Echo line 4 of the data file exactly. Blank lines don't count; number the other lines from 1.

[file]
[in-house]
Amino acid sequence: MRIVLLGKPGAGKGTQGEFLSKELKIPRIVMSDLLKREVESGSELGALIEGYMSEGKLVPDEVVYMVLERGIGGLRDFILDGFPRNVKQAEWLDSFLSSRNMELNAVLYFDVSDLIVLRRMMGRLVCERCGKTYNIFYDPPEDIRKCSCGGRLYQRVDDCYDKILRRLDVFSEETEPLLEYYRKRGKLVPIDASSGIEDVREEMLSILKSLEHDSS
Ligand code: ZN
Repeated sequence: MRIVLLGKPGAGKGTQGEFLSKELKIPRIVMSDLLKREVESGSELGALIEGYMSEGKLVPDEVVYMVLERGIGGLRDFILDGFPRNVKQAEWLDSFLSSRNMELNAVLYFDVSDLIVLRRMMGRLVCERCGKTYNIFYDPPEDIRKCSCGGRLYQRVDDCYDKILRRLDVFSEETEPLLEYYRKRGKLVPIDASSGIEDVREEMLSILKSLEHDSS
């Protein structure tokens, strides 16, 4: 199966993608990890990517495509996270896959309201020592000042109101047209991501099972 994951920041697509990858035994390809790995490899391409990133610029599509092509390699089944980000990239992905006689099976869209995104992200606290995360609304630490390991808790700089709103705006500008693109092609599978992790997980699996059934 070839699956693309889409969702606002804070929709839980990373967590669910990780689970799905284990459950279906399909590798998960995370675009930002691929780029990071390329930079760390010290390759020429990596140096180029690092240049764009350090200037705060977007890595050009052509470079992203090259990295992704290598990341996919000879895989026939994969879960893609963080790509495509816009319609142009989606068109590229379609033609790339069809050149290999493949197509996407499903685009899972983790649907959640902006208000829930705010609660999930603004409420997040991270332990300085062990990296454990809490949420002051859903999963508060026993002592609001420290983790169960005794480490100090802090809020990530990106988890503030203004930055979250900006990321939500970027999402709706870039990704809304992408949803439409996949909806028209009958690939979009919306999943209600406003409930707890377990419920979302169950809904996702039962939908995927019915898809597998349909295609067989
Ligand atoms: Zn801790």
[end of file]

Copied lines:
Repeated sequence: MRIVLLGKPGAGKGTQGEFLSKELKIPRIVMSDLLKREVESGSELGALIEGYMSEGKLVPDEVVYMVLERGIGGLRDFILDGFPRNVKQAEWLDSFLSSRNMELNAVLYFDVSDLIVLRRMMGRLVCERCGKTYNIFYDPPEDIRKCSCGGRLYQRVDDCYDKILRRLDVFSEETEPLLEYYRKRGKLVPIDASSGIEDVREEMLSILKSLEHDSS